Designing Learning for Boys in Mixed Choirs – Part 2

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Article By Catherine Lange

The following is the second part of a series and focuses on developing a positive learning culture for boys in a mixed middle school choir. For part 1 please Click Here.

It is always exciting at the start of the year to have a sea of fresh faces in choir, eager to sing, learn and be part of a unique team. Some nervous because they are new, others eager because they are the experienced singers in choir. Following on from Part 1, here are a few more ideas, which might help engage your singers and build the choir you want.

Structure of rehearsal

Boys, and some girls like short-term challenging tasks and visual, logical and analytical approaches to learning.  They like having the outline of a rehearsal or a plan for the term because they want to know what is expected and the steps they will be taking along the way to achieve success. It gives them a sense of control and understanding that leads to ownership of the learning process.   It is importance to design choir learning activities using this approach and Kodály provides a sound base.  In your lessons you can:


  • write notes on the whiteboard – including the structure and goals of the rehearsal, and any proficiencies you are focusing on (teamwork, creativity)


  • establish a rehearsal routine – music in order, pencils out, play a musical game / physical warm-up and then move into a vocal warm-up


  • place an emphasis on challenge and frequent changes of activity (singing standing, sitting, whole/part choir singing, moving from verse to chorus, changing pieces, with/without accompaniment, etc)


  • keep rehearsals moving at a fast pace with lots of energy eg. warm ups with movement, moving positions, (front row to the back)


  • use hand signs to demonstrate pitch, intervals, ascending and descending phrases, etc


  • engage them in conversations about the music (form, phrase structure, mood, tempo, lyrics)


  • involve them in problem solving (see below).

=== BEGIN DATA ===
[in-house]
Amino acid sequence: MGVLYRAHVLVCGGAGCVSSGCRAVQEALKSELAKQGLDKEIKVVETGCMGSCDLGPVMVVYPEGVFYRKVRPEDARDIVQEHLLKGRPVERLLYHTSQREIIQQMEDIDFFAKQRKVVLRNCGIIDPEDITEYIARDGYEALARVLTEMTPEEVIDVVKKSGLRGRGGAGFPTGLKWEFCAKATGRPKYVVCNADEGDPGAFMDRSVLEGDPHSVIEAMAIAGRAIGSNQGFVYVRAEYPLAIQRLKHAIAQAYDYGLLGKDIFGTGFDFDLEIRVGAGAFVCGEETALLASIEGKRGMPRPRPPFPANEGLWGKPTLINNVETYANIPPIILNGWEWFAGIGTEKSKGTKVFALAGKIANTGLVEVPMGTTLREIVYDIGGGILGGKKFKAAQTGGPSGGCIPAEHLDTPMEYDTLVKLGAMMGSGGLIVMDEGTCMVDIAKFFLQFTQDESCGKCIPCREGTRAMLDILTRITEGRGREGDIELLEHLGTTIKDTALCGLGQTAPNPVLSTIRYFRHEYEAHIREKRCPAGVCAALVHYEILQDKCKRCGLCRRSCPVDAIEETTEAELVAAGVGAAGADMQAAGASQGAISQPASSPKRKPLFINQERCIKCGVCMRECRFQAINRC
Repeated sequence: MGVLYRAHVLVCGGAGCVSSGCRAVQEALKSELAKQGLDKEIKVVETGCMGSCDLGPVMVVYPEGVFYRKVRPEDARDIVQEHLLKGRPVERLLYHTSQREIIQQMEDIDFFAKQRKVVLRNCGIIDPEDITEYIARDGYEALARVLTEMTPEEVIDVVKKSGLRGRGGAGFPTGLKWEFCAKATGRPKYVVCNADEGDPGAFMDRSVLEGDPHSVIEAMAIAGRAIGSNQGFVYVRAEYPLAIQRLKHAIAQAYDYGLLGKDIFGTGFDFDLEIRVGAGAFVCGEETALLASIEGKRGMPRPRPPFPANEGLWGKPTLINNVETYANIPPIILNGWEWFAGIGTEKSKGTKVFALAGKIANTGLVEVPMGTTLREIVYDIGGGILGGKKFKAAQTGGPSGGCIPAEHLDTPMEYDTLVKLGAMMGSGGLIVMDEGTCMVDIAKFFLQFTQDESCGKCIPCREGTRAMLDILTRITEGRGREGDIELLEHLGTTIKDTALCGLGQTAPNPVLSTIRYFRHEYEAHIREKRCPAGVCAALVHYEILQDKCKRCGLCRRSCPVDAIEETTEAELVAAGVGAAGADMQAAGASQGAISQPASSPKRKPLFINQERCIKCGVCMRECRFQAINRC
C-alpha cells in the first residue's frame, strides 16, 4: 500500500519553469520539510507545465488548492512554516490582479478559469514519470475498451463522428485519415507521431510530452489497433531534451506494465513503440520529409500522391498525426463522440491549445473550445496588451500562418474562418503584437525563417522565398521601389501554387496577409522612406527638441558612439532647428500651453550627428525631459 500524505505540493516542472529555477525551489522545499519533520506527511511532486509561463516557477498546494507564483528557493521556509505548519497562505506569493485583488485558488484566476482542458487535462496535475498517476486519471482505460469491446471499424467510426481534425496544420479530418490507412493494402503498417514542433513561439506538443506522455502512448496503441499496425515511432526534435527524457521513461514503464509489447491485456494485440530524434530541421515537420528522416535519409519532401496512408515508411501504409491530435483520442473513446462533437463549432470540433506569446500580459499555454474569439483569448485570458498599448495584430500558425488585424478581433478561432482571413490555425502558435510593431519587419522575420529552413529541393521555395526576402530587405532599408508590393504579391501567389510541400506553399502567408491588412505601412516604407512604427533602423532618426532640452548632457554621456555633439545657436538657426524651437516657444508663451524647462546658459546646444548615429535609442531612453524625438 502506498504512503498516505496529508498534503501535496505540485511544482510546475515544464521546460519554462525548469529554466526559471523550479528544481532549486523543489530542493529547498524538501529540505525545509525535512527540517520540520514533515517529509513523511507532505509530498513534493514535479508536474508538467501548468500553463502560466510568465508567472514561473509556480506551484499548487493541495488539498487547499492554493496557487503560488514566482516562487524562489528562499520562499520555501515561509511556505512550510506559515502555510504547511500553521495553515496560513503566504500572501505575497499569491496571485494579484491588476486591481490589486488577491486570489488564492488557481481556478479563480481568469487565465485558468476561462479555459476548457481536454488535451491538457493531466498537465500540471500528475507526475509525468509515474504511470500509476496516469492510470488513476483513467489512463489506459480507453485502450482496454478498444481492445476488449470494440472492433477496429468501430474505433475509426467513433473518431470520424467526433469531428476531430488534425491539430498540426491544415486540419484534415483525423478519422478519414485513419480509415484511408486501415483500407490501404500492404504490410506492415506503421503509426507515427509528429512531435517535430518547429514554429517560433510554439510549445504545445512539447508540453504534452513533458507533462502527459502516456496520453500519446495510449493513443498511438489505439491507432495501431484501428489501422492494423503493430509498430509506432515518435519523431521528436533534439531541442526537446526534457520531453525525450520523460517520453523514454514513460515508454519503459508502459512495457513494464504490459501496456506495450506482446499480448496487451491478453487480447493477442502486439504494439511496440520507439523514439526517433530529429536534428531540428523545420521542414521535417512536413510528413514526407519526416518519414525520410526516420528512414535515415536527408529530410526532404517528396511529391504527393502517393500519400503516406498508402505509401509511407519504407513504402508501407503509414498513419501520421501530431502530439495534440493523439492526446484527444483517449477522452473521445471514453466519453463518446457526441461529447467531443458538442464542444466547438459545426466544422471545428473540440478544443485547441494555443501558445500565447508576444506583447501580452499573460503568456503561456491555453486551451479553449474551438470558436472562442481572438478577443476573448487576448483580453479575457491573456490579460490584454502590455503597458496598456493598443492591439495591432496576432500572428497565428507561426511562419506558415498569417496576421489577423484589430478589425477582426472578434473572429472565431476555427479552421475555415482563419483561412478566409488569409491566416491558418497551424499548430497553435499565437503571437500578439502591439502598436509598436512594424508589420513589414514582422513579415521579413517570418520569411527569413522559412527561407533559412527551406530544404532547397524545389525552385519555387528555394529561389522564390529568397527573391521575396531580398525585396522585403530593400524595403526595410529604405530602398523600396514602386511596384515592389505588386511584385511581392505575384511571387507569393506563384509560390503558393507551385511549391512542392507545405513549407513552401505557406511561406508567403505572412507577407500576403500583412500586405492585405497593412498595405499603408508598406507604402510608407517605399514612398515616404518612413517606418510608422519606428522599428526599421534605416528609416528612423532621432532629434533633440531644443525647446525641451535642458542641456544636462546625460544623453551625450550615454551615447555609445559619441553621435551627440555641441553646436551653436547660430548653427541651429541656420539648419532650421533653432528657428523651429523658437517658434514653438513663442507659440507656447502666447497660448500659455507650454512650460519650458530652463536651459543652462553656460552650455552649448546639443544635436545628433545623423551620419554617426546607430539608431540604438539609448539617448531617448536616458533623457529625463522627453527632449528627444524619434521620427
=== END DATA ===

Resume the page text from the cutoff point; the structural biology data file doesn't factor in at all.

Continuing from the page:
Through repertoire, we can personalise and connect learning.  Boys like to be able to see what they are learning relates to life outside or beyond school and may find it difficult to engage with what appears to be irrelevant subject matter. The repertoire choice is critical and should be of high quality and relevant to them. To support this, I:


  • take time to discuss the choice of repertoire, what the intended learning is and why it is important


  • encourage them to express any connections (interests and experiences) they have with the repertoire to build on their understanding


  • support them to see connections with themselves, previous learning, aspirations


  • engage students in discussion and reflection about the meaning of the lyrics, intention of the composer/songwriter


  • ask them to choose repertoire (see below)


  • ask them to accept a specific challenge (this piece for this performance)


  • ask them to think about their musical preferences and the preferences of others.


Student voice/negotiation

Whether working with a single sex or mixed voice choir, listening attentively to student voices within choir and involving them in the learning process is a part of building a positive culture. Giving students opportunities to make decisions about learning in choir builds ownership.  Often in rehearsal we are time poor and it seems easier to “call all the shots” from the conductor’s stand.  However to truly engage them in the learning process, they need to contribute and be involved in decision making. For example:


  • involve them in problem solving – how can we make this sound more dramatic, how can we make an impact on our audience


  • share / negotiate roles / responsibility for setting for choir – roll, pencils, music folders


  • select/negotiate repertoire – decide on one of three pieces


  • ask them to choose and run a physical warm-up,


  • involve them in making up words to singing games


  • let them select the final song to sing at rehearsals


  • let them choose a piece to sing at the next assembly


  • promote leadership opportunities through the election of choir leaders


  • provide opportunities for formal (survey) and informal feedback about learning in choir.


Have fun this year with your choir!




This entry was posted in National Newsletter - 2017 - Issue 1. Bookmark the permalink.